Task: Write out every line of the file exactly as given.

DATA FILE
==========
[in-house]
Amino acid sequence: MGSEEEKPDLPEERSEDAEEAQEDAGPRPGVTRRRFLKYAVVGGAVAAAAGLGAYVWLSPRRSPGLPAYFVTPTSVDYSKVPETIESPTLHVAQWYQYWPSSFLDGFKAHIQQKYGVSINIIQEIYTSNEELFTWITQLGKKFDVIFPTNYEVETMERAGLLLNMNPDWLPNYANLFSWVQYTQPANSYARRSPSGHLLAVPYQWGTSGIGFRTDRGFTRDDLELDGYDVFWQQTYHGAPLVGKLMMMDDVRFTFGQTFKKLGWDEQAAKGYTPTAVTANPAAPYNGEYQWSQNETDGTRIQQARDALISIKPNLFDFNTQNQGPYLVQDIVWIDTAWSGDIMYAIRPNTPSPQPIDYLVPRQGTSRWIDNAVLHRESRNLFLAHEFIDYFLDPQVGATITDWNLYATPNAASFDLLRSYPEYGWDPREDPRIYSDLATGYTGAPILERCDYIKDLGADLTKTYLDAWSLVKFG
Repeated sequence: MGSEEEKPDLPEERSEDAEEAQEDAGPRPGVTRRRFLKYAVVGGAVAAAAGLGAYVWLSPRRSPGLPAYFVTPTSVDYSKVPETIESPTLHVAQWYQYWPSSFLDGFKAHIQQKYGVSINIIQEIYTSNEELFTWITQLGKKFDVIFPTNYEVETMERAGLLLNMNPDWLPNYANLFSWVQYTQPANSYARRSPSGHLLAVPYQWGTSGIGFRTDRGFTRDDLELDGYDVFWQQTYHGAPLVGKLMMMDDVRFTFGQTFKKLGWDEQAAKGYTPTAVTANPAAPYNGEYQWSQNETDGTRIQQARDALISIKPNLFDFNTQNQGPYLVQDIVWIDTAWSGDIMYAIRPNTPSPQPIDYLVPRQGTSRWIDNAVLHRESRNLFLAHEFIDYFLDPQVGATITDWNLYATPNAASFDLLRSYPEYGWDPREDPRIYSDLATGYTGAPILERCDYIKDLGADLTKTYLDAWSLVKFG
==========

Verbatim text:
[in-house]
Amino acid sequence: MGSEEEKPDLPEERSEDAEEAQEDAGPRPGVTRRRFLKYAVVGGAVAAAAGLGAYVWLSPRRSPGLPAYFVTPTSVDYSKVPETIESPTLHVAQWYQYWPSSFLDGFKAHIQQKYGVSINIIQEIYTSNEELFTWITQLGKKFDVIFPTNYEVETMERAGLLLNMNPDWLPNYANLFSWVQYTQPANSYARRSPSGHLLAVPYQWGTSGIGFRTDRGFTRDDLELDGYDVFWQQTYHGAPLVGKLMMMDDVRFTFGQTFKKLGWDEQAAKGYTPTAVTANPAAPYNGEYQWSQNETDGTRIQQARDALISIKPNLFDFNTQNQGPYLVQDIVWIDTAWSGDIMYAIRPNTPSPQPIDYLVPRQGTSRWIDNAVLHRESRNLFLAHEFIDYFLDPQVGATITDWNLYATPNAASFDLLRSYPEYGWDPREDPRIYSDLATGYTGAPILERCDYIKDLGADLTKTYLDAWSLVKFG
Repeated sequence: MGSEEEKPDLPEERSEDAEEAQEDAGPRPGVTRRRFLKYAVVGGAVAAAAGLGAYVWLSPRRSPGLPAYFVTPTSVDYSKVPETIESPTLHVAQWYQYWPSSFLDGFKAHIQQKYGVSINIIQEIYTSNEELFTWITQLGKKFDVIFPTNYEVETMERAGLLLNMNPDWLPNYANLFSWVQYTQPANSYARRSPSGHLLAVPYQWGTSGIGFRTDRGFTRDDLELDGYDVFWQQTYHGAPLVGKLMMMDDVRFTFGQTFKKLGWDEQAAKGYTPTAVTANPAAPYNGEYQWSQNETDGTRIQQARDALISIKPNLFDFNTQNQGPYLVQDIVWIDTAWSGDIMYAIRPNTPSPQPIDYLVPRQGTSRWIDNAVLHRESRNLFLAHEFIDYFLDPQVGATITDWNLYATPNAASFDLLRSYPEYGWDPREDPRIYSDLATGYTGAPILERCDYIKDLGADLTKTYLDAWSLVKFG